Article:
Monday, January 13, 2014

Saying Goodbye to Ol' Number 07

No.07 standing in her preferred milking position
This Monday we said farewell to our oldest cow, number 07.

Seven was born on July 30, 2000, just a few days before I started my final year at Mississippi State University. She gave birth to her first calf…a bull…and entered the milking herd on October 14, 2002. She went on to have nine more calves (5 bulls, 4 heifers) and produce over 180,000 pounds of milk in her lifetime. She was rarely ever a top-producing cow, but she was steady and sound and never gave a bit of trouble in the milking barn.

Many cows have physical characteristics, habits, or quirks that distinguish them from their herdmates, and Seven could check all three of those boxes. She was a thick, stocky cow with big, droopy ears, and she always preferred to be milked at the front unit on the west side of our parlor. And she hated the cow dogs…absolutely HATED the cow dogs.

Evidence of her anti-caninism first came to light the day she gave birth to her second calf. Though she never directed her aggression toward my dad and I, she chased both of our border collies out of the pasture when we tried to walk her and her calf to the barn. This happened three or four times, the dogs barking and retreating every time she took a step in their direction. From that day on she would glare at any dog that got within ten feet of her, often charging them if they made the mistake of not knowing where she was.

Our fondness for her and her antics (I once jokingly suspected her of leading an "Occupy Farm Lane" protest) helped contribute to her 13+ years of residency on the farm. She hadn’t been particularly profitable her last couple of lactations, but we kept her around for the sake of keeping her around. When our veterinarian informed us this summer that he didn’t think she would ever successfully calve again, we made the decision that we would “cull” her (sell her for beef) sometime within the coming months. That day came on Monday, January 13, 2014. By then her daily milk production had dropped below 30 pounds, she had developed a persistent case of mastitis (a mammary infection) in one quarter of her udder, and just wasn’t moving around as good as she used to. Typical of her lead-cow mentality, she was the first of the eleven cows we culled that day to load the trailer that would haul her off to the stockyard.  I have no way of knowing, but I imagine she probably fought her way to the front of the line for the ride that would take her from there to her next…and likely final…destination.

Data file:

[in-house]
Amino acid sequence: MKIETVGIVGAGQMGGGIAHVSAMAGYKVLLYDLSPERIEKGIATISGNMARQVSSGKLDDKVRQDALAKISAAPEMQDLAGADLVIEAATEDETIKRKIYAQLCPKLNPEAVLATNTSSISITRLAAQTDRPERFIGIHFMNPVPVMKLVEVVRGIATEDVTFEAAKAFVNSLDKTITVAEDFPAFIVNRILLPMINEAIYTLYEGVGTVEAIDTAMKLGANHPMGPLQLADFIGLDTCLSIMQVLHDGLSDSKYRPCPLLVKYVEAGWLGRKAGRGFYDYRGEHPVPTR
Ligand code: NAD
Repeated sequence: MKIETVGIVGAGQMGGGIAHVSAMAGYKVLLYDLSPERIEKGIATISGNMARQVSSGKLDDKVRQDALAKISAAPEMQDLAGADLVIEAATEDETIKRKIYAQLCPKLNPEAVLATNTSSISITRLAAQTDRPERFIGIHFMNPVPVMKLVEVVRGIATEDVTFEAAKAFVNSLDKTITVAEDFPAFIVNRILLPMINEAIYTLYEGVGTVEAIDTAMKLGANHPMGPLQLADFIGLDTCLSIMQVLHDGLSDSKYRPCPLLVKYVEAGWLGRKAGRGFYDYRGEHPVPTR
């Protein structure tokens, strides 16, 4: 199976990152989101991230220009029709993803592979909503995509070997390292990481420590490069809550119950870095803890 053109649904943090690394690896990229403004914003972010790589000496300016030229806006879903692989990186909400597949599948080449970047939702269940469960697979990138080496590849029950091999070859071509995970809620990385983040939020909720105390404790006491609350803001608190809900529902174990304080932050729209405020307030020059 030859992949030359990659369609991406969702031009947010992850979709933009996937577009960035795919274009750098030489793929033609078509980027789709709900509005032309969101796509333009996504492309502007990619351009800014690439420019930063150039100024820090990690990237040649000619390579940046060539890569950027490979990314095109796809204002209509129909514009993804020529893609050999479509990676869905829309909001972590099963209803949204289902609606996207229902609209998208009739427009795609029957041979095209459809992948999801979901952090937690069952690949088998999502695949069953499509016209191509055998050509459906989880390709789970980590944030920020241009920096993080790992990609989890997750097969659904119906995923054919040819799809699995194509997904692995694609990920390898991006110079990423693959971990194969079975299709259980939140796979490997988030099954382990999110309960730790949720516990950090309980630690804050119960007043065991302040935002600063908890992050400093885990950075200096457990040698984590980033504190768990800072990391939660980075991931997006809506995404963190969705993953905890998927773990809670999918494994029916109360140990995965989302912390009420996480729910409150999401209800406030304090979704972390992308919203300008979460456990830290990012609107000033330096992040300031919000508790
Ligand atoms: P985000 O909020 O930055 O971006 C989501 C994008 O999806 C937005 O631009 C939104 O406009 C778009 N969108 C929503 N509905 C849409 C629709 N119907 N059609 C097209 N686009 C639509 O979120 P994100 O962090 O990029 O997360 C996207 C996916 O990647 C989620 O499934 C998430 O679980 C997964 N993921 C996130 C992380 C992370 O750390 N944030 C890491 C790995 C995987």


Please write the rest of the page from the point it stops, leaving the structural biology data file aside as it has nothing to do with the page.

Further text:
The idea of culling a dairy cow, especially one that has been on a farm for years, can seem harsh to those who have never owned or cared for livestock. But just like beef cattle, hogs, goats, etc., dairy cattle are food animals. Unlike some other types of livestock, they are meant to serve two distinct food production purposes: milk and beef. So no matter how fond we are of one particular cow or how much milk she’s produced for us in the past, she can’t reach her full potential to feed humanity by living out her final days on our farm. We will miss ol’ Seven and know we’ll never have another cow quite like her, but it was time for her to take the last steps toward fulfilling her complete purpose.

8 comments:

Diane Reed Loew said...

you did a great job showing our love for our animals with the reality of our business.

Will Gilmer said...

Thank you, Diane!

wildwoman87 said...

Wow, I'm not much of an animal person. I mean, we don't have any pets besides the cat that my parents have had since I was in middle school but I must admit I might be sad to send cows off to their "next phase" after having a relationship, of sorts. I mean, I love cheeseburgers! But I might be sad. Is it hard not to name them or give them little nicknames based on their quirks? Do your children ever become attached?

Will Gilmer said...

WW87: We do give a few of them nicknames based on a physical characteristic (no.23 = "No-neck") or behavior (no.755 = "Stretch"), but not the vast majority. And it's difficult to describe the difference we feel toward our cows versus our pets, even the one's we are most fond of...it's one of those things you probably have to experience to fully understand.

Tammy Davis said...

Always hate letting a cow go.

Jersey Farm Wife said...

Will - We also give ours nicknames and just recently let go of "Shorty" She was 8 and loved to be at the head of the line and always knew where we were for a scratch behind the ears or a pat on the withers. She was a tell tale Jersey color - light beige with dark points (tail and ears). We loved her and are excited to know that 4 of her daughters are in our herd and will continue her legacy - each with their own subtle quirks and mannerisms...

Katherine @ Grass Stains said...

I know it's different for you, but it would not be different for me. I can say that with complete confidence because when I used to go fishing with my dad, I would name all the fish we caught as we put them in the bucket. And then I'd play with them on the way home in the car. Then I would bawl my eyes out when my mom fried them, and I never ate a single one. Ever. I have still -- at age 41 -- never in my life eaten a piece of fish. Ha!

Katherine @ Grass Stains said...

Oh, and that is not to say that I don't eat hamburgers. I do. I'm saying that if I were a farmer, I wouldn't be able to send a cow off to slaughter. I know it. ESPECIALLY one I'd scratched behind the ears. It would likely kill me. That's why you're the farmer and I work at a bank.